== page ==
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Kingston University philosophy expert wins Leverhulme Major Research Fellowship to explore sex division in natural history

Posted Wednesday 21 November 2018

Kingston University philosophy expert wins Leverhulme Major Research Fellowship to explore sex division in natural history

A leading philosophy expert from Kingston University has won a Major Research Fellowship from the Leverhulme Trust to explore the philosophical basis of sex classification in natural history.

Professor of Modern European Philosophy Stella Sandford received more than £141,000 from the leading research funder for the three-year study, which will explore the meaning of sex division across the natural world - including among plants. She will examine the implications of this sexed view of the world for the way humans categorise themselves today.

The prestigious fellowship was one of only 33 awarded by the trust during its latest round of funding. The awards support well-established academics in the humanities and social sciences to focus for two or three years on a specific piece of significant, original research.

Professor Stella Sandford has been awarded a prestigious Major Research Fellowship by the Leverhulme Trust.Professor Stella Sandford has been awarded a prestigious Major Research Fellowship by the Leverhulme Trust.The idea for the project came about a number of years ago during visit to the Natural History Museum in London, Professor Sandford explained. While there was an enormous amount of research on natural history and the history of science, none of it was from the perspective of someone who had spent their life studying philosophy and, in particular, the philosophy of sex and gender, she said.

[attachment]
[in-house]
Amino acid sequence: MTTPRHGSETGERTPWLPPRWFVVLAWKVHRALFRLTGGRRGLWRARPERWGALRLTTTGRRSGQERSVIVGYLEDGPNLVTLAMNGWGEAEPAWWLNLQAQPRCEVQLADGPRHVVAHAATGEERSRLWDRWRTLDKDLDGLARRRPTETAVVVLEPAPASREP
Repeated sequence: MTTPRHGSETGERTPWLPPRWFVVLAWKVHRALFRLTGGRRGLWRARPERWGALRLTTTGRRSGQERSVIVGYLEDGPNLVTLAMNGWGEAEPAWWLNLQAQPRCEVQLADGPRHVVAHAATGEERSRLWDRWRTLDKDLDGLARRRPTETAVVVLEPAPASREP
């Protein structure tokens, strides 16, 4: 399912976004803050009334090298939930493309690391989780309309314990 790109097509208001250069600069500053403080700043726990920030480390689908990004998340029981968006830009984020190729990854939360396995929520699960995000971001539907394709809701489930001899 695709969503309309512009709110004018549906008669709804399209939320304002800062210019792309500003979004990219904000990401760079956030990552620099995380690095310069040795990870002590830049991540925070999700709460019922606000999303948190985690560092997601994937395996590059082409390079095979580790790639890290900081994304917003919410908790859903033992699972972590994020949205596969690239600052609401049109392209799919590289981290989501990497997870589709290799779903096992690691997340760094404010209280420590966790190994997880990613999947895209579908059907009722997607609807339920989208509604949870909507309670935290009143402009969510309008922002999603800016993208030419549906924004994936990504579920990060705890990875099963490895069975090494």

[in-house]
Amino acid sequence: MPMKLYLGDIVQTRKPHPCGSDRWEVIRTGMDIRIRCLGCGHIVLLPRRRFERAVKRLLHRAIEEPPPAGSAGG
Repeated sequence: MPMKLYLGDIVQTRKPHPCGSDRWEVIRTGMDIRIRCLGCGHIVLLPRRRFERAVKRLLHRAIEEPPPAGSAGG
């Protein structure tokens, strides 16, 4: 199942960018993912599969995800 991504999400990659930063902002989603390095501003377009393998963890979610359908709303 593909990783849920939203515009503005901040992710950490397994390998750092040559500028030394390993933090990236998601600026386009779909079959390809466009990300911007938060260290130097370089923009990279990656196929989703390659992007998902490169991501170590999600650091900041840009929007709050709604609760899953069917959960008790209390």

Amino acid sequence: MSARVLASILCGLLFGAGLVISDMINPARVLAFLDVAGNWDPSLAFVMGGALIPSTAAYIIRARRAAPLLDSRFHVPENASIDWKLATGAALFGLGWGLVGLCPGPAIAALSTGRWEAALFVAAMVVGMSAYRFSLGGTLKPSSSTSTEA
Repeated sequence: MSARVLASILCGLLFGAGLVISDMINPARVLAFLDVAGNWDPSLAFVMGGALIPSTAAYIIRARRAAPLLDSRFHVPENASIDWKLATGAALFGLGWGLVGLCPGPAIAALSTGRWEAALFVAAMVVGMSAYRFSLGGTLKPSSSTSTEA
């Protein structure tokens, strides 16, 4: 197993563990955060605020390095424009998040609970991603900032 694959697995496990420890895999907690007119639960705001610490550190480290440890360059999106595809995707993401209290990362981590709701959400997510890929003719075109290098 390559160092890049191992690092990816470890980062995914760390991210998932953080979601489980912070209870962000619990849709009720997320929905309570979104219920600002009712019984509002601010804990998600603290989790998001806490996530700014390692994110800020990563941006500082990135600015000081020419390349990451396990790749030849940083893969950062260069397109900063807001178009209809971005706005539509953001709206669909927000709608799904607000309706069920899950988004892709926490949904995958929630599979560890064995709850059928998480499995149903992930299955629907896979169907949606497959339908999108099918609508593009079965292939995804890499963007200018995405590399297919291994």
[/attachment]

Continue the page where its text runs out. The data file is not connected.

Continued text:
"This study is really about how classification systems in natural history may have informed the way we think about ourselves now," Professor Sandford said. "In the 18th Century people began to speak of plants as having male and female parts, and this is presented in histories of botany as the 'discovery' that plants had sexes," Professor Sandford explained.

"It became uncontroversial to say, for example, that there are male and female holly bushes or that a particular flower can have male or female parts. But when we talk about the sex of plants, is that the same as the sex of humans?"

While it is now taken for granted that plants could be male or female, this was not obvious and was very controversial when first suggested, Professor Sandford said. The 18th Century was also the first time that humans were included in modern systems of classifications and this again was very contentious.

The research was particularly pertinent now as public discourse about sex and gender was transforming, Professor Sandford said. "Twenty years ago people would have said you're either male or female, but now people understand this is not unquestionably the case - there are intersex people, for example, and the issue of trans rights is very one of the biggest and most controversial topics of our day."

Professor Sandford started her research in September, after stepping down from her position as Vice-Chancellor's nominee on Kingston University's Board of Governors in July. As part of the study, she will be organising an international conference on the philosophical investigation of systems of classification. She will also be travelling to regional natural history museums around the United Kingdom to talk to the curators about how they arrange and display their natural history collections and why they do it in this way.

  • Find out more about studying MA Philosophy at Kingston University.

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